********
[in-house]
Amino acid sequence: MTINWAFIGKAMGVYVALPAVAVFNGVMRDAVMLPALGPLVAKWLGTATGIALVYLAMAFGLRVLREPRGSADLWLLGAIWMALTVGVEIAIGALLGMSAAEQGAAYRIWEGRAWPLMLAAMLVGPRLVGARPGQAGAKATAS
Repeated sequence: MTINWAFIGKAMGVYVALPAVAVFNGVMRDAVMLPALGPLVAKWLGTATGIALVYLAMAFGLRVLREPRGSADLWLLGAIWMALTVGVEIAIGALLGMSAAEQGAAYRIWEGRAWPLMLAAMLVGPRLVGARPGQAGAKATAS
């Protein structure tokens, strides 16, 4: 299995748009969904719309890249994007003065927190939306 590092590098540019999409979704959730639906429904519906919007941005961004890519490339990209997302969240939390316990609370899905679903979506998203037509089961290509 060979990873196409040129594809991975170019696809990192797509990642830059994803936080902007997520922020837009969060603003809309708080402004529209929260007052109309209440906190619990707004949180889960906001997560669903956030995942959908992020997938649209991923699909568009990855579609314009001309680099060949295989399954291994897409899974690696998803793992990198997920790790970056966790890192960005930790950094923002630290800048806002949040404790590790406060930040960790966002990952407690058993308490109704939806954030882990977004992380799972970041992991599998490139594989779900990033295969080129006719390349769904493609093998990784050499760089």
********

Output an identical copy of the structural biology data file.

[in-house]
Amino acid sequence: MTINWAFIGKAMGVYVALPAVAVFNGVMRDAVMLPALGPLVAKWLGTATGIALVYLAMAFGLRVLREPRGSADLWLLGAIWMALTVGVEIAIGALLGMSAAEQGAAYRIWEGRAWPLMLAAMLVGPRLVGARPGQAGAKATAS
Repeated sequence: MTINWAFIGKAMGVYVALPAVAVFNGVMRDAVMLPALGPLVAKWLGTATGIALVYLAMAFGLRVLREPRGSADLWLLGAIWMALTVGVEIAIGALLGMSAAEQGAAYRIWEGRAWPLMLAAMLVGPRLVGARPGQAGAKATAS
């Protein structure tokens, strides 16, 4: 299995748009969904719309890249994007003065927190939306 590092590098540019999409979704959730639906429904519906919007941005961004890519490339990209997302969240939390316990609370899905679903979506998203037509089961290509 060979990873196409040129594809991975170019696809990192797509990642830059994803936080902007997520922020837009969060603003809309708080402004529209929260007052109309209440906190619990707004949180889960906001997560669903956030995942959908992020997938649209991923699909568009990855579609314009001309680099060949295989399954291994897409899974690696998803793992990198997920790790970056966790890192960005930790950094923002630290800048806002949040404790590790406060930040960790966002990952407690058993308490109704939806954030882990977004992380799972970041992991599998490139594989779900990033295969080129006719390349769904493609093998990784050499760089």